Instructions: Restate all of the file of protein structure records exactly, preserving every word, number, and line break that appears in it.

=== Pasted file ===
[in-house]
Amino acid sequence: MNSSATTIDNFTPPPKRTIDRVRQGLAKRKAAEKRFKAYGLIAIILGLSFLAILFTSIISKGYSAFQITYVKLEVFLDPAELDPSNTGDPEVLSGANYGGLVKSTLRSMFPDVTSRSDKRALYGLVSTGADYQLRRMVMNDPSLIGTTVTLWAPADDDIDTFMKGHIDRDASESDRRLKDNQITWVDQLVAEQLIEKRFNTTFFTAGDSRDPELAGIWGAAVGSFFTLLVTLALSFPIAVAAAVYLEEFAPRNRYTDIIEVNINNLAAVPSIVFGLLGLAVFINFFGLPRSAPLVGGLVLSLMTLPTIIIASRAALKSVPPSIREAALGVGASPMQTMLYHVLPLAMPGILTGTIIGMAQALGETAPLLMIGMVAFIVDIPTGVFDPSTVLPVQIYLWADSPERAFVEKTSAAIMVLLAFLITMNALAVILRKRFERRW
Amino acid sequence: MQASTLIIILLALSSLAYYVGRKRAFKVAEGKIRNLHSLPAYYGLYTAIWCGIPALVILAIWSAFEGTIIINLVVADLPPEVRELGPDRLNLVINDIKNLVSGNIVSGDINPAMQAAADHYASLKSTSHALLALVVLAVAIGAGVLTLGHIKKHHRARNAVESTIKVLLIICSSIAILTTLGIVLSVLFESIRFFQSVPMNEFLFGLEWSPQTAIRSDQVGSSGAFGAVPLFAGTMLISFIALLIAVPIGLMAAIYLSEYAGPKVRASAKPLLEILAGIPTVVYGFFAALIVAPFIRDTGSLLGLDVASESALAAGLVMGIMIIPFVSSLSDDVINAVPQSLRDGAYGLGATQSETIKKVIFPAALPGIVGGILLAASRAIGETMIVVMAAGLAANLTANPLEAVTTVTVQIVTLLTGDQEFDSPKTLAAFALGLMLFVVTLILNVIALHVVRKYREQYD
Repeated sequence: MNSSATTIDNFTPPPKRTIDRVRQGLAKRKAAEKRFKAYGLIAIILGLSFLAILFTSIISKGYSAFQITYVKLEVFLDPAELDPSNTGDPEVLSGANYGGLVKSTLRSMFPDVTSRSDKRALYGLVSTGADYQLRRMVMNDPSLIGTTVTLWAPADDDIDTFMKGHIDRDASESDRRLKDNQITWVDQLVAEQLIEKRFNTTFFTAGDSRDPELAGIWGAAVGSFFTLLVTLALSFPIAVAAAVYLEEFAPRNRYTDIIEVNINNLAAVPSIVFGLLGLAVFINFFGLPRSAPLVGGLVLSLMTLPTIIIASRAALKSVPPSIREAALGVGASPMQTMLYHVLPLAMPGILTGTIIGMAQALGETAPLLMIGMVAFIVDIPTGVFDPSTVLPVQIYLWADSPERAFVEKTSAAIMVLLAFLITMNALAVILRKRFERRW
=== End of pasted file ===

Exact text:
[in-house]
Amino acid sequence: MNSSATTIDNFTPPPKRTIDRVRQGLAKRKAAEKRFKAYGLIAIILGLSFLAILFTSIISKGYSAFQITYVKLEVFLDPAELDPSNTGDPEVLSGANYGGLVKSTLRSMFPDVTSRSDKRALYGLVSTGADYQLRRMVMNDPSLIGTTVTLWAPADDDIDTFMKGHIDRDASESDRRLKDNQITWVDQLVAEQLIEKRFNTTFFTAGDSRDPELAGIWGAAVGSFFTLLVTLALSFPIAVAAAVYLEEFAPRNRYTDIIEVNINNLAAVPSIVFGLLGLAVFINFFGLPRSAPLVGGLVLSLMTLPTIIIASRAALKSVPPSIREAALGVGASPMQTMLYHVLPLAMPGILTGTIIGMAQALGETAPLLMIGMVAFIVDIPTGVFDPSTVLPVQIYLWADSPERAFVEKTSAAIMVLLAFLITMNALAVILRKRFERRW
Amino acid sequence: MQASTLIIILLALSSLAYYVGRKRAFKVAEGKIRNLHSLPAYYGLYTAIWCGIPALVILAIWSAFEGTIIINLVVADLPPEVRELGPDRLNLVINDIKNLVSGNIVSGDINPAMQAAADHYASLKSTSHALLALVVLAVAIGAGVLTLGHIKKHHRARNAVESTIKVLLIICSSIAILTTLGIVLSVLFESIRFFQSVPMNEFLFGLEWSPQTAIRSDQVGSSGAFGAVPLFAGTMLISFIALLIAVPIGLMAAIYLSEYAGPKVRASAKPLLEILAGIPTVVYGFFAALIVAPFIRDTGSLLGLDVASESALAAGLVMGIMIIPFVSSLSDDVINAVPQSLRDGAYGLGATQSETIKKVIFPAALPGIVGGILLAASRAIGETMIVVMAAGLAANLTANPLEAVTTVTVQIVTLLTGDQEFDSPKTLAAFALGLMLFVVTLILNVIALHVVRKYREQYD
Repeated sequence: MNSSATTIDNFTPPPKRTIDRVRQGLAKRKAAEKRFKAYGLIAIILGLSFLAILFTSIISKGYSAFQITYVKLEVFLDPAELDPSNTGDPEVLSGANYGGLVKSTLRSMFPDVTSRSDKRALYGLVSTGADYQLRRMVMNDPSLIGTTVTLWAPADDDIDTFMKGHIDRDASESDRRLKDNQITWVDQLVAEQLIEKRFNTTFFTAGDSRDPELAGIWGAAVGSFFTLLVTLALSFPIAVAAAVYLEEFAPRNRYTDIIEVNINNLAAVPSIVFGLLGLAVFINFFGLPRSAPLVGGLVLSLMTLPTIIIASRAALKSVPPSIREAALGVGASPMQTMLYHVLPLAMPGILTGTIIGMAQALGETAPLLMIGMVAFIVDIPTGVFDPSTVLPVQIYLWADSPERAFVEKTSAAIMVLLAFLITMNALAVILRKRFERRW